In his 35 year-long acting career Simon Fortin has died on stage hundreds of times. What feelings, stories, memories from his own life can an actor draw on to “die convincingly”? We learn to write and read, we learn to ride bicycles and play the piano, yet there is so to speak, no school to learn how to die. Or is there?
Fortin believes the theatre offers us a unique chance at death education. With his stage performance ...OR NOT TO BE, HOW SHAKESPEARE COULD CHANGE YOUR DEATH, New-York-based actor, playwright, and scholar, Fortin, animates Shakespeare’s death speeches and distills from them an art of dying befitting our times. In February 2020, he brings his raucous classroom of Shakespearian characters, from New York City to Sandton, Johannesburg.
During Shakespeare’s time, the Renaissance saw the emergence of devotional, religious manuals on how to die - known as the Ars Moriendi or Craft of Dying tradition, all of them, arid and dogmatic attempts at uniformizing a “good death.” Shakespeare ignored their prescriptions; instead, he chose to dramatize the adventure of dying by creating individuals who disobey, who settle accounts, who blame and mock, who laugh, and who die uniquely, in character, as no one else could.
Fortin attempts to emulate Shakespeare’s approach: never preaching nor prescribing, he brings to life some of the extraordinary death scenes Shakespeare wrote for his characters and by doing so allows us to witness the various shades of the dying experience: the pain, the pathos, the terror and the humor that attend the task of dying.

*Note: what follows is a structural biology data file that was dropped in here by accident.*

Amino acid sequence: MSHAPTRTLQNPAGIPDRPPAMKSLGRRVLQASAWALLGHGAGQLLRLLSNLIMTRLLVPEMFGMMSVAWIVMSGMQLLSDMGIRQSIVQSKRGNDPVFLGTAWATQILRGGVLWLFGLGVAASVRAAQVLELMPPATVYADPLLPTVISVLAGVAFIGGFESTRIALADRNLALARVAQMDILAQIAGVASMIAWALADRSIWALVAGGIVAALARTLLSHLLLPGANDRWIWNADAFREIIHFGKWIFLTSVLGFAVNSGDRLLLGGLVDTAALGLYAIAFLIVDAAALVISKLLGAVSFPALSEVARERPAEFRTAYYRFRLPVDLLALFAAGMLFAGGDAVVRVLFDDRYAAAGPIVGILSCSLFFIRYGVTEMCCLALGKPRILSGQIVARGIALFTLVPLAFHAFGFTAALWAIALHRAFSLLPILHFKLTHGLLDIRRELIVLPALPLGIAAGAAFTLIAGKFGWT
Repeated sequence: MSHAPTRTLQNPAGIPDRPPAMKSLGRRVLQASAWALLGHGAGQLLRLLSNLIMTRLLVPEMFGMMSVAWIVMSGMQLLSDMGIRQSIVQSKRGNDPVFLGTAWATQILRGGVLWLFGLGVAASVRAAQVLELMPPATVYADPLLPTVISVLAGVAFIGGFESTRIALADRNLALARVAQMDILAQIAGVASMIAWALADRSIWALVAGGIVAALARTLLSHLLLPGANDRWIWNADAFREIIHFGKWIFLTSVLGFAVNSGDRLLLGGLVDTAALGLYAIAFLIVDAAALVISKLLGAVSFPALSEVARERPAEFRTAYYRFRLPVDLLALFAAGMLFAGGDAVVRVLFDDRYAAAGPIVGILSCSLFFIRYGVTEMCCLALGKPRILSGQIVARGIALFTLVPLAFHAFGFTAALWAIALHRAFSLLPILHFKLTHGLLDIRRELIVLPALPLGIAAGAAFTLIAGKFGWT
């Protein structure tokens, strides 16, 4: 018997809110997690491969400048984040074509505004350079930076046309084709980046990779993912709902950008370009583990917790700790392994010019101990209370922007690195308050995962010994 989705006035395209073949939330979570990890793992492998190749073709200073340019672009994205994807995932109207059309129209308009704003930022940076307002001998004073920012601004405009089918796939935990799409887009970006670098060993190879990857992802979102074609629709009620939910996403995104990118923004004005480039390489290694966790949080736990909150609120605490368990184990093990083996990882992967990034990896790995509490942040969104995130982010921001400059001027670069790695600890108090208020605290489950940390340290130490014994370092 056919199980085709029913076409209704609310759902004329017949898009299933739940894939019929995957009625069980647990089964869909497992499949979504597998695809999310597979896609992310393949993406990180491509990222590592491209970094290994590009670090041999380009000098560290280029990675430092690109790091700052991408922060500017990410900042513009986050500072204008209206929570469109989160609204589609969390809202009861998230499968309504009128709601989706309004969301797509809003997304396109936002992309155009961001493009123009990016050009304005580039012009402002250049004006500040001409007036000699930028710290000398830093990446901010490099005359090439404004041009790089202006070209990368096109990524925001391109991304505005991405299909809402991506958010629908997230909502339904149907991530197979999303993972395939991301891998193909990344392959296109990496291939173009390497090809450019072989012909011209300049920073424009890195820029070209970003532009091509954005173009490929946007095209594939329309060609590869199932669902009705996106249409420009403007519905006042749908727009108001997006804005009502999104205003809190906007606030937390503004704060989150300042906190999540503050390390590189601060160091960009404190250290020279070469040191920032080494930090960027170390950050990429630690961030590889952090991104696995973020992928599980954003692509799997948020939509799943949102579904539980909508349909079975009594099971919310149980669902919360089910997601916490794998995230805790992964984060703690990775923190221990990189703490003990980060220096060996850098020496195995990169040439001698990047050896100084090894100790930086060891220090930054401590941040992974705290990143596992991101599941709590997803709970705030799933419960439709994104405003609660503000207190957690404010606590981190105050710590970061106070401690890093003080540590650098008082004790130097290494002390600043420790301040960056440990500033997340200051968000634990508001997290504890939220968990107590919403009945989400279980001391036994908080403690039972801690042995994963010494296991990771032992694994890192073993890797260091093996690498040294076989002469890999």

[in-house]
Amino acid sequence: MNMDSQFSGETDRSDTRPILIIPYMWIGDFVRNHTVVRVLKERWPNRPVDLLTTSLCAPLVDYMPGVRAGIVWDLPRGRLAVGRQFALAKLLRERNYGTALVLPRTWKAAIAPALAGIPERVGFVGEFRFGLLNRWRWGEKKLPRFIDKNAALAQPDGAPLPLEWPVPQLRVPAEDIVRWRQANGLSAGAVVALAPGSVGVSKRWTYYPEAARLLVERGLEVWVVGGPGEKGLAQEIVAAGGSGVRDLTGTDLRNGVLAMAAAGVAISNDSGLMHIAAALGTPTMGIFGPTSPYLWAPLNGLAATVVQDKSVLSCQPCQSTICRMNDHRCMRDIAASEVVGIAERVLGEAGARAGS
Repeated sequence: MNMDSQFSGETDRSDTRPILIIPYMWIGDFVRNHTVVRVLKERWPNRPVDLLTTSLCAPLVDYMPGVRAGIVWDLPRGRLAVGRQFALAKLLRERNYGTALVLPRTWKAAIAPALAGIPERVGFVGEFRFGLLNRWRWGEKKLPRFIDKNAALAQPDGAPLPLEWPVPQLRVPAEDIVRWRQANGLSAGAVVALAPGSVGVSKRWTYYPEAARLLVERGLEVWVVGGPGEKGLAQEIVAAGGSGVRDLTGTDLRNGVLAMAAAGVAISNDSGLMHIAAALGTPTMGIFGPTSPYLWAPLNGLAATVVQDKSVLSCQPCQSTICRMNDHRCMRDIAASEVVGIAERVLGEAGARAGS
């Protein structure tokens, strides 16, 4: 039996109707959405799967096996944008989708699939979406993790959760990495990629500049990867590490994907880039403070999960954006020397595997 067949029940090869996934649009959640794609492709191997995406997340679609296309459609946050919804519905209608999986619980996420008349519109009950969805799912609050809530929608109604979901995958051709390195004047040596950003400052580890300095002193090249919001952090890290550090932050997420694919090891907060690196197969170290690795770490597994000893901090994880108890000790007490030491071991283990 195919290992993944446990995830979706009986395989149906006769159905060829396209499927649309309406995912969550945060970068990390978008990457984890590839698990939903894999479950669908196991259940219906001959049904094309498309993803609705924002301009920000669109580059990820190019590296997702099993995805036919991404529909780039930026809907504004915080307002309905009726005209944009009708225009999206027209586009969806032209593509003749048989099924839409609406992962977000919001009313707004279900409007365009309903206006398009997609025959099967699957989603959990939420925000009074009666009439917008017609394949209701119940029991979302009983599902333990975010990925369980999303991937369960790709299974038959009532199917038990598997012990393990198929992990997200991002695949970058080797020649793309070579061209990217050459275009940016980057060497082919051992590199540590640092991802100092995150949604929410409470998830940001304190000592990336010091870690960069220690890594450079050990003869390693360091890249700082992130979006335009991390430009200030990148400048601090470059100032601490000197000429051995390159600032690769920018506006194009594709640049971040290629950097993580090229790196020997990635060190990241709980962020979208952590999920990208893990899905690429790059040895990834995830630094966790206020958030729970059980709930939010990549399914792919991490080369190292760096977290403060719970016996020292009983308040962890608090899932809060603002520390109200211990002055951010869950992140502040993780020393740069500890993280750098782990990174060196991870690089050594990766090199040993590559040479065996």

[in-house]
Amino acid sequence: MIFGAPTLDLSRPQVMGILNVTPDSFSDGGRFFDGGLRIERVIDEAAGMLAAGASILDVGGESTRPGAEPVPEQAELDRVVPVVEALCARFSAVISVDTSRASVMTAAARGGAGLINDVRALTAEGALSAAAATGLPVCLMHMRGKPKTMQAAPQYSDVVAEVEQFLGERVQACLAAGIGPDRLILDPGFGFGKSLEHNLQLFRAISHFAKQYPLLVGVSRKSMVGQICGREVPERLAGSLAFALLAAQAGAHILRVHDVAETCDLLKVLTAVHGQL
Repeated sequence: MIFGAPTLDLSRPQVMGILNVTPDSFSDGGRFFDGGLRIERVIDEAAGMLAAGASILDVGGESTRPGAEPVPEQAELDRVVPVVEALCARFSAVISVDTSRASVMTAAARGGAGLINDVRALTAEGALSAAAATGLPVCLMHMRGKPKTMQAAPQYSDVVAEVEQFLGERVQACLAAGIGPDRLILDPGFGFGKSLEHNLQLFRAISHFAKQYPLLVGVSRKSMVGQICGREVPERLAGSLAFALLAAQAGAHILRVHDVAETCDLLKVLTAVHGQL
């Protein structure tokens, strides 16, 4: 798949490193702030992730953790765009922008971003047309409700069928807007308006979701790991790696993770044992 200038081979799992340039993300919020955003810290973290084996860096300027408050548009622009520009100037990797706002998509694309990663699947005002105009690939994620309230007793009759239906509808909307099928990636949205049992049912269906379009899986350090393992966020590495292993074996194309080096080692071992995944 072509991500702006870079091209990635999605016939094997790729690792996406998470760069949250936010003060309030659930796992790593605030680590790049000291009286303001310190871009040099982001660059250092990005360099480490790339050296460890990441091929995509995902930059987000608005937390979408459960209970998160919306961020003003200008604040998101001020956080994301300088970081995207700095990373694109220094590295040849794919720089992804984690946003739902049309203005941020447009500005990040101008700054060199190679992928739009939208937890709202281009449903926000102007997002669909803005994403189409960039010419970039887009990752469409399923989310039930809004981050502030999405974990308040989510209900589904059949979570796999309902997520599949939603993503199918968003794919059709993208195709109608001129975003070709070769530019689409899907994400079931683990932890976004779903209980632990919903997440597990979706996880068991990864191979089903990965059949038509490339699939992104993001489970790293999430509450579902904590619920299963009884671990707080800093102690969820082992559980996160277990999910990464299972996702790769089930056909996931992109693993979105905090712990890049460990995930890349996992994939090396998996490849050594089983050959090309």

Shakespeare tells us that dying is always an action, an event, a task to accomplish. Fortin anatomizes this task by weaving stories from his own life with the dying voices of Lear, King John, Othello, Mercutio, Cleopatra, Richard II and others.
This evening of levity and profundity is an entertaining exploration of mortality. In his compelling, thought-provoking and often funny performance, Fortin blends scholarship, personal stories, films, songs, and death speeches, with the intuition that, regarding our ambivalent feelings about our finite existence, poetry may very well be the way to go; literally.
WHERE AND WHEN
Auto and General Theatre on the Square
18th - 29th February